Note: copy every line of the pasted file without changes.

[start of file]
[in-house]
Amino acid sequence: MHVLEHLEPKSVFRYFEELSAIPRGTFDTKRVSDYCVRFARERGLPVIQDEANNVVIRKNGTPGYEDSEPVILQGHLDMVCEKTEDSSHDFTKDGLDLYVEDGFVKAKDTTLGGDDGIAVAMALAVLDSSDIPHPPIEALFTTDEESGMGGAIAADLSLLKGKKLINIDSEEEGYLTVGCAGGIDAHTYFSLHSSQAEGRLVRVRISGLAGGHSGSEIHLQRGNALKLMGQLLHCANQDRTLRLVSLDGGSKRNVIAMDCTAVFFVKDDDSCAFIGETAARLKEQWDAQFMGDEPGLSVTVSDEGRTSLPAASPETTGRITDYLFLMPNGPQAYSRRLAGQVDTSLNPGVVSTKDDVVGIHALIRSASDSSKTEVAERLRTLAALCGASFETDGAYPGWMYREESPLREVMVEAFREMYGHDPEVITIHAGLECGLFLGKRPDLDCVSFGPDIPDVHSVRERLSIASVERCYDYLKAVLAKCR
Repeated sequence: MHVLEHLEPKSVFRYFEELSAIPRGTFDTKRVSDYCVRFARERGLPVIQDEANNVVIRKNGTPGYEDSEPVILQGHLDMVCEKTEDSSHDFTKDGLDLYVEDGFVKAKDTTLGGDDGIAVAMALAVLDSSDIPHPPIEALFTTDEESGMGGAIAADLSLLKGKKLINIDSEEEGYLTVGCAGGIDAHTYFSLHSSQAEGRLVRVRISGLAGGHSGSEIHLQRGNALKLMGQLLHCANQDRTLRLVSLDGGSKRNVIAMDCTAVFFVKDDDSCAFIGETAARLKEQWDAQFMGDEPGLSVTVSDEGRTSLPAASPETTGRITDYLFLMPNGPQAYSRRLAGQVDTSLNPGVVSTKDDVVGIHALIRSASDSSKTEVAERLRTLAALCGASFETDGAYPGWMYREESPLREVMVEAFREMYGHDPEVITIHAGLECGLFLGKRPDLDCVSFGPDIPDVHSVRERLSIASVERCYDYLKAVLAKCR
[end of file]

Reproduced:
[in-house]
Amino acid sequence: MHVLEHLEPKSVFRYFEELSAIPRGTFDTKRVSDYCVRFARERGLPVIQDEANNVVIRKNGTPGYEDSEPVILQGHLDMVCEKTEDSSHDFTKDGLDLYVEDGFVKAKDTTLGGDDGIAVAMALAVLDSSDIPHPPIEALFTTDEESGMGGAIAADLSLLKGKKLINIDSEEEGYLTVGCAGGIDAHTYFSLHSSQAEGRLVRVRISGLAGGHSGSEIHLQRGNALKLMGQLLHCANQDRTLRLVSLDGGSKRNVIAMDCTAVFFVKDDDSCAFIGETAARLKEQWDAQFMGDEPGLSVTVSDEGRTSLPAASPETTGRITDYLFLMPNGPQAYSRRLAGQVDTSLNPGVVSTKDDVVGIHALIRSASDSSKTEVAERLRTLAALCGASFETDGAYPGWMYREESPLREVMVEAFREMYGHDPEVITIHAGLECGLFLGKRPDLDCVSFGPDIPDVHSVRERLSIASVERCYDYLKAVLAKCR
Repeated sequence: MHVLEHLEPKSVFRYFEELSAIPRGTFDTKRVSDYCVRFARERGLPVIQDEANNVVIRKNGTPGYEDSEPVILQGHLDMVCEKTEDSSHDFTKDGLDLYVEDGFVKAKDTTLGGDDGIAVAMALAVLDSSDIPHPPIEALFTTDEESGMGGAIAADLSLLKGKKLINIDSEEEGYLTVGCAGGIDAHTYFSLHSSQAEGRLVRVRISGLAGGHSGSEIHLQRGNALKLMGQLLHCANQDRTLRLVSLDGGSKRNVIAMDCTAVFFVKDDDSCAFIGETAARLKEQWDAQFMGDEPGLSVTVSDEGRTSLPAASPETTGRITDYLFLMPNGPQAYSRRLAGQVDTSLNPGVVSTKDDVVGIHALIRSASDSSKTEVAERLRTLAALCGASFETDGAYPGWMYREESPLREVMVEAFREMYGHDPEVITIHAGLECGLFLGKRPDLDCVSFGPDIPDVHSVRERLSIASVERCYDYLKAVLAKCR